River Wissey Lovell Fuller

What Does the Doctor Think - September

September 2017

I know that many of you readers are kind enough to be concerned about my health problems since my failed hip replacement a year ago which caused me to retire precipitately at 71 years old. This retirement is still a great source of sadness to me. " Howmsomever, be that as it may" as they say in Norfolk. I also know how the rumour mills work so, as so many of my readers have been with me for decades, I hope you will indulge me if I give you the facts. The hip wound has been oozing for a year and no one seemed able to sort it it out. On July 14th, I was tired, with tearing back pain. On 15th, I was exhausted and , that night, my pulse rose to 160, breathing rate to 60 and I was drenched. First thing Sunday morning, I could not stand up so I rang for an ambulance, diagnosis being atypical heart attack or the dreaded sepsis which carries a 30% mortality. Happily, a blue light ambulance arrived within ten minutes and whisked us into the West Suffolk Hospital where they were on the case instantly, diagnosed sepsis and started the life saving intravenous antibiotics which I must have for twelve weeks. Looking for a cause for the sepsis, they found a solid abscess attached to the spinal cord. This involved a trip in a private ambulance (van) to the specialist unit in Ipswich where six eminent spinal surgeons convened and decided that the threatened spinal surgery with rods fitted was not necessary and that the antibiotics should deal with it. Next potential source of infection was the metalwork put in the hip a year ago so that needed to be removed. I shall not be able to weightbear on the right leg for 12 weeks and then a new hip may be fitted. I went in for the artificial hip removal surgery at lunchtime on August 31st and woke up in the Intensive Care Unit at 1.30am the next day after various problems during surgery. I asked the nurse to telephone Management to reassure her. "It's 2am, we'll wake her up". "She will not be asleep, just start the conversation with He is OK". Sure enough, Deannie and Charlotte were sitting in the kitchen, looking at the telephone and, after an initial heart leap, were mightily relieved to hear the news. I had a chat with Deannie and asked her to telephone our son, Calum who later told me that, although he was awake, he nearly had a cardiac episode when he saw the caller ID on the telephone. At the moment, ten days later, I am still in the Critical Care Unit and I have a concrete spacer sitting between the femur and a very sore, raw reamed out socket full of nerve endings so the pain is exquisite, requiring opiate painkillers which help a bit but cause bad dreams. In the first dream, I was so weak I dropped my two month old grandchild down a flight of concrete stairs. The sound of the skull exploding as it hit the concrete will haunt me forever, even though it was only a dream. The second dream concerned the moment when you either lived or died. We were all marshalled and those who were carrying a pair of something (e.g. slippers, gloves or, at a pinch, spectacles) were allowed to live. All I had was a power drill so I was doomed. Happily, at that moment, I woke up. In the third dream, all the patients except me turned to ice cream and melted. The nurses poured all the ice cream into a bowl and tried to make something useful. Having failed, they poured all the liquid down the sluice and enjoyed a quiet shift! I am still undergoing extensive tests, looking for sources of infection which could affect me in the future, and I have to have intravenous antibiotics every four and a half hours (six hours at night). More work for Deannie! I should be coming home for a time, hopping on one leg, before they fit a new hip in a few months time. Enough about me and I apologies to those who have been bored! All this has hit my beloved Management , Deannie, my rock and my soulmate very hard. Verging between terror and exhaustion, she has really been wonderful. I was describing to a Portuguese nurse how, never willingly separated, we are like two peas in a pod. Back came the confused query "to p*ss in a pot?"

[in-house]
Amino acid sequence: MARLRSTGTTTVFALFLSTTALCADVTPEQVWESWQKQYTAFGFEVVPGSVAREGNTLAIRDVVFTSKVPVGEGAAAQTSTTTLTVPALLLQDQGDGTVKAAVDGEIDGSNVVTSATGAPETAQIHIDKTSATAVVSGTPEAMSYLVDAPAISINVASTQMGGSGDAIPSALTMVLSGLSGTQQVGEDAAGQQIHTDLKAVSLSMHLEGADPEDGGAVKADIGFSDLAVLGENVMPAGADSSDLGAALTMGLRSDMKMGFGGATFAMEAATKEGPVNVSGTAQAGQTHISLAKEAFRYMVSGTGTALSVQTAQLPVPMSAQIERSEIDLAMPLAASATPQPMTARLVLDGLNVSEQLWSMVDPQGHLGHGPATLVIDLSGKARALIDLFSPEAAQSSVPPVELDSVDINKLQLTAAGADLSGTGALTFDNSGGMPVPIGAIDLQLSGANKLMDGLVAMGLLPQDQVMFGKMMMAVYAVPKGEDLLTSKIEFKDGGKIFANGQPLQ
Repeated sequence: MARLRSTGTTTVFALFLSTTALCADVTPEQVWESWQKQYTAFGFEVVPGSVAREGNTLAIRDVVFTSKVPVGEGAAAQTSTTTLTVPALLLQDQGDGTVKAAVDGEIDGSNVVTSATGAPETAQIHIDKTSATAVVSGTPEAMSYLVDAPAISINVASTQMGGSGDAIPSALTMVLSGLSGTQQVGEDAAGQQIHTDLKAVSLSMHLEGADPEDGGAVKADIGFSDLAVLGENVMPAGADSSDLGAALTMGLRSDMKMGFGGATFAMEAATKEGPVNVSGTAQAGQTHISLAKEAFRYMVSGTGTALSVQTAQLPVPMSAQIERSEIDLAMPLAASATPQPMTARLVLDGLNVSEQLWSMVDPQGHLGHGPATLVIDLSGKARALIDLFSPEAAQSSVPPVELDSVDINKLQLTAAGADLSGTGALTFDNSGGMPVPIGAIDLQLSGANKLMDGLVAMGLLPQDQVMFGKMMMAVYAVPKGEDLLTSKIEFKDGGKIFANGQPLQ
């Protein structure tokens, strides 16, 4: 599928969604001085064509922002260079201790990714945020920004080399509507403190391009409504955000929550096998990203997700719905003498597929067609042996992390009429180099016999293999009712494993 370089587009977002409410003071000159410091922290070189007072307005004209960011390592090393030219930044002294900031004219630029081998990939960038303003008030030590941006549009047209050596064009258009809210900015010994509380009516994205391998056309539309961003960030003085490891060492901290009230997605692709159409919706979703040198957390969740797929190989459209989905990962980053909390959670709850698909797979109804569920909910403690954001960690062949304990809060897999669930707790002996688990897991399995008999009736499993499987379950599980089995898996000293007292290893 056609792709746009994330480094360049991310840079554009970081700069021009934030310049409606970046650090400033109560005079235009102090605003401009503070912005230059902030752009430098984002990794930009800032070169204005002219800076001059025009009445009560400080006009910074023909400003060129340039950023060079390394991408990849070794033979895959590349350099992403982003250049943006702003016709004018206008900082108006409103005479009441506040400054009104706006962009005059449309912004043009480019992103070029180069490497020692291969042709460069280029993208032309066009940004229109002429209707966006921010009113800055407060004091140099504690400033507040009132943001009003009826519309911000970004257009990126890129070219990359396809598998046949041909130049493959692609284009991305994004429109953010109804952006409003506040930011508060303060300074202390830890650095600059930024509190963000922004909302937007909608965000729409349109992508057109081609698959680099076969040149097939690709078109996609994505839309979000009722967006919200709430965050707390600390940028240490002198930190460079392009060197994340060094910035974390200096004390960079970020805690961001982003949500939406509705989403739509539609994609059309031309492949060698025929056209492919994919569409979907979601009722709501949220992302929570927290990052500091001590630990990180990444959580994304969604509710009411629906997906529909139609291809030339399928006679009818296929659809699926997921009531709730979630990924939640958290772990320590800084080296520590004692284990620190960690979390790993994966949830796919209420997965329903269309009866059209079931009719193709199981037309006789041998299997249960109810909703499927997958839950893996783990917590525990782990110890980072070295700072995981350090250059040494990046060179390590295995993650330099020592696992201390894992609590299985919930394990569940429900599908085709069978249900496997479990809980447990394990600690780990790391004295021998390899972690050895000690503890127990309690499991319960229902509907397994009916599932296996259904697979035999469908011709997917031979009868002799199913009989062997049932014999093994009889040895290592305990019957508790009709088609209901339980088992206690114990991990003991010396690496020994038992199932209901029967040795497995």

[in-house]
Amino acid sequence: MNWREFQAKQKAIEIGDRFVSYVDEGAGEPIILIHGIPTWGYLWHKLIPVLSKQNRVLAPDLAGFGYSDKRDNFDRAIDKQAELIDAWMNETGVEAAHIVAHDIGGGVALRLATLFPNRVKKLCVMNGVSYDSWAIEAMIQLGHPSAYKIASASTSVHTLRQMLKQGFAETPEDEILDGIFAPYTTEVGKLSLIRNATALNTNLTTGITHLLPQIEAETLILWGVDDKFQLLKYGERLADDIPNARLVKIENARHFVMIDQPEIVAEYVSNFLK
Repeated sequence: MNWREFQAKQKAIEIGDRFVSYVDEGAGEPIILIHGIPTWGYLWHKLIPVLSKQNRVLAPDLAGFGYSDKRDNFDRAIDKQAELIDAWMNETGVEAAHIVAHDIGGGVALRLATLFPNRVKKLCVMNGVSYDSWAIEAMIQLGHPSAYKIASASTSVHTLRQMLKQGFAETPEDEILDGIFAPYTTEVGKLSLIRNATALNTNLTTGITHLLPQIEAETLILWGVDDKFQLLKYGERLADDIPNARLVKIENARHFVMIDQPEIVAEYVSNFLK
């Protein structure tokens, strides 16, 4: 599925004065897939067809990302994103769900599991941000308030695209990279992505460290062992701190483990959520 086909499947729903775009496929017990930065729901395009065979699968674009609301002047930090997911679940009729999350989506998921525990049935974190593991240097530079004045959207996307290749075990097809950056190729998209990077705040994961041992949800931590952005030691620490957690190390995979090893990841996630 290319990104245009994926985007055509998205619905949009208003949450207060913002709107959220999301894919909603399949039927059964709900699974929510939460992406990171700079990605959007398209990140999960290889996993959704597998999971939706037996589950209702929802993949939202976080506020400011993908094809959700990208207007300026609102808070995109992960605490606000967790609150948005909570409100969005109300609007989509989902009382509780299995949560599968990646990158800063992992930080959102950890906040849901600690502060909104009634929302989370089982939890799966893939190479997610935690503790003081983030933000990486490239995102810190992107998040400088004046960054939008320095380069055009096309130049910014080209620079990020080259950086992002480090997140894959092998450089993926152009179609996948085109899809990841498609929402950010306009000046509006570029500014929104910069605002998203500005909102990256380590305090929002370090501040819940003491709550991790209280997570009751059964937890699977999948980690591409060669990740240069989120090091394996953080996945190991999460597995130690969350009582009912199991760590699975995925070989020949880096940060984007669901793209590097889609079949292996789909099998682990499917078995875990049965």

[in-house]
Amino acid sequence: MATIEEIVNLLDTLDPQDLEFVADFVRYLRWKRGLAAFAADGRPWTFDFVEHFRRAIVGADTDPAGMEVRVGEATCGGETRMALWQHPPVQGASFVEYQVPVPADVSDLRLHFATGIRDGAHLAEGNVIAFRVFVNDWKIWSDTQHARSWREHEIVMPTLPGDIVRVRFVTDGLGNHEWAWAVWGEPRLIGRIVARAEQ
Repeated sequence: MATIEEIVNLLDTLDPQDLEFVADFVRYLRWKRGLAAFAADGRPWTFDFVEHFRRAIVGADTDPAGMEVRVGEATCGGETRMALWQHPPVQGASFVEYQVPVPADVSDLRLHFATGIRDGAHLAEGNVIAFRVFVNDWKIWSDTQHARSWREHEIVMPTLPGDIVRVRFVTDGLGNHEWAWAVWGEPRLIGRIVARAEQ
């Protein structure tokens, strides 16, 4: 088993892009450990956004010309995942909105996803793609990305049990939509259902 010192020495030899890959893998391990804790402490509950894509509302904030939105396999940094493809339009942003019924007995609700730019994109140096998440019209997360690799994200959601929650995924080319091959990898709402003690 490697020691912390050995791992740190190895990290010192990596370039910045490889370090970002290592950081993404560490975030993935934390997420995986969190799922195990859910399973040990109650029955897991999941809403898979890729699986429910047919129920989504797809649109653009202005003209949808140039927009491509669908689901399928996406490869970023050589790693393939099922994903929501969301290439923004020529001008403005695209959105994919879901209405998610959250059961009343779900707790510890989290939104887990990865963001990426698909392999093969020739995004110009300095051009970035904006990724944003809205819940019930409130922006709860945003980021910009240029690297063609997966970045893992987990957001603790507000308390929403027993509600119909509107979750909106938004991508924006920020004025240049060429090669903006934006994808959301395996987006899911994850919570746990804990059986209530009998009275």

Best wishes to you all Ian Nisbet 10.08.17.

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